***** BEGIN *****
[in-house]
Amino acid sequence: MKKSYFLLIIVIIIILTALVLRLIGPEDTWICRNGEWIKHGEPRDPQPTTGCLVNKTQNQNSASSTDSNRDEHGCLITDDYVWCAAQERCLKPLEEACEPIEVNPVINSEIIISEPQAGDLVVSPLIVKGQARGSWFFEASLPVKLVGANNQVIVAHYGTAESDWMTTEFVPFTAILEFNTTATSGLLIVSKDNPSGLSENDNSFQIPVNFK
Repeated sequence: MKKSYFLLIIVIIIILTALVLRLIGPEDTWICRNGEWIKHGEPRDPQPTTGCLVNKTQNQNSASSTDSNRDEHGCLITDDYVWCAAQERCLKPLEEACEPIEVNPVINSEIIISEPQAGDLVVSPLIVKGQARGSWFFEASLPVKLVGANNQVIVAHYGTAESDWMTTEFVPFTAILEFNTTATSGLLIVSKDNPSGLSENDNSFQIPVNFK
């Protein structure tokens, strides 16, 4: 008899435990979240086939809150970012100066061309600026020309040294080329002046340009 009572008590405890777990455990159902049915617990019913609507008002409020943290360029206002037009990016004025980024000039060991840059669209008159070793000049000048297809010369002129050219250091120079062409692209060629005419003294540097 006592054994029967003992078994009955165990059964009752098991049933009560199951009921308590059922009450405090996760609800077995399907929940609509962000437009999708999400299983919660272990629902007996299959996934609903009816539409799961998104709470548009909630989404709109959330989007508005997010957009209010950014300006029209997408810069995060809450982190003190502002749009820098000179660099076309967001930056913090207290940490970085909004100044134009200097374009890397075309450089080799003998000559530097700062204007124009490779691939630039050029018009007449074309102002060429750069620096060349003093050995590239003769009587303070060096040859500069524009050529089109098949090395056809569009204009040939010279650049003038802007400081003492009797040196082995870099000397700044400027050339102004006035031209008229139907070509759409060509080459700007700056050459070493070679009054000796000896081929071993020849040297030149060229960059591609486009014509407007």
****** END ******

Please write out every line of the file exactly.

[in-house]
Amino acid sequence: MKKSYFLLIIVIIIILTALVLRLIGPEDTWICRNGEWIKHGEPRDPQPTTGCLVNKTQNQNSASSTDSNRDEHGCLITDDYVWCAAQERCLKPLEEACEPIEVNPVINSEIIISEPQAGDLVVSPLIVKGQARGSWFFEASLPVKLVGANNQVIVAHYGTAESDWMTTEFVPFTAILEFNTTATSGLLIVSKDNPSGLSENDNSFQIPVNFK
Repeated sequence: MKKSYFLLIIVIIIILTALVLRLIGPEDTWICRNGEWIKHGEPRDPQPTTGCLVNKTQNQNSASSTDSNRDEHGCLITDDYVWCAAQERCLKPLEEACEPIEVNPVINSEIIISEPQAGDLVVSPLIVKGQARGSWFFEASLPVKLVGANNQVIVAHYGTAESDWMTTEFVPFTAILEFNTTATSGLLIVSKDNPSGLSENDNSFQIPVNFK
């Protein structure tokens, strides 16, 4: 008899435990979240086939809150970012100066061309600026020309040294080329002046340009 009572008590405890777990455990159902049915617990019913609507008002409020943290360029206002037009990016004025980024000039060991840059669209008159070793000049000048297809010369002129050219250091120079062409692209060629005419003294540097 006592054994029967003992078994009955165990059964009752098991049933009560199951009921308590059922009450405090996760609800077995399907929940609509962000437009999708999400299983919660272990629902007996299959996934609903009816539409799961998104709470548009909630989404709109959330989007508005997010957009209010950014300006029209997408810069995060809450982190003190502002749009820098000179660099076309967001930056913090207290940490970085909004100044134009200097374009890397075309450089080799003998000559530097700062204007124009490779691939630039050029018009007449074309102002060429750069620096060349003093050995590239003769009587303070060096040859500069524009050529089109098949090395056809569009204009040939010279650049003038802007400081003492009797040196082995870099000397700044400027050339102004006035031209008229139907070509759409060509080459700007700056050459070493070679009054000796000896081929071993020849040297030149060229960059591609486009014509407007």